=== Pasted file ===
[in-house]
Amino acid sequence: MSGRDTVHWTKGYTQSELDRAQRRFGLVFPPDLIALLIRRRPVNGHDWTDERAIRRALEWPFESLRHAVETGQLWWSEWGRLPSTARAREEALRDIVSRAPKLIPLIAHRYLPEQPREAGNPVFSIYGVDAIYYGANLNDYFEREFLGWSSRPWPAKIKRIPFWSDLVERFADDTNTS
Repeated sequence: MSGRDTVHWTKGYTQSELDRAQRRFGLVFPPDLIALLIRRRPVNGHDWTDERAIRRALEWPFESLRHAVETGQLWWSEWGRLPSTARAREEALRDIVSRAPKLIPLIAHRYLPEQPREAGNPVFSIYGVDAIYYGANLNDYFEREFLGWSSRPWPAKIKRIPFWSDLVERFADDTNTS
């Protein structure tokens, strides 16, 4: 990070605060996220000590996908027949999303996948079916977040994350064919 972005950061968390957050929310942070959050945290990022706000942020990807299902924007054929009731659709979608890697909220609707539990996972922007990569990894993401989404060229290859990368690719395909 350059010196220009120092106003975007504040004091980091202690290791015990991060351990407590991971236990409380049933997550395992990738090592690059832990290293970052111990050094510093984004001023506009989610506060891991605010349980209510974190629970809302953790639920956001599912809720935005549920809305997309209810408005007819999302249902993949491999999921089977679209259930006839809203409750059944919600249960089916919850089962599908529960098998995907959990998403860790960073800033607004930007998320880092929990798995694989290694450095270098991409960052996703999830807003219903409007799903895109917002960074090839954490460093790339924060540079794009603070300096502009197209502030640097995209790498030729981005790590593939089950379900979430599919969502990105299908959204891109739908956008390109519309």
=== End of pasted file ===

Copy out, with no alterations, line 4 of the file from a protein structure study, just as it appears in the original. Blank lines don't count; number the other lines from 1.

């Protein structure tokens, strides 16, 4: 990070605060996220000590996908027949999303996948079916977040994350064919 972005950061968390957050929310942070959050945290990022706000942020990807299902924007054929009731659709979608890697909220609707539990996972922007990569990894993401989404060229290859990368690719395909 350059010196220009120092106003975007504040004091980091202690290791015990991060351990407590991971236990409380049933997550395992990738090592690059832990290293970052111990050094510093984004001023506009989610506060891991605010349980209510974190629970809302953790639920956001599912809720935005549920809305997309209810408005007819999302249902993949491999999921089977679209259930006839809203409750059944919600249960089916919850089962599908529960098998995907959990998403860790960073800033607004930007998320880092929990798995694989290694450095270098991409960052996703999830807003219903409007799903895109917002960074090839954490460093790339924060540079794009603070300096502009197209502030640097995209790498030729981005790590593939089950379900979430599919969502990105299908959204891109739908956008390109519309």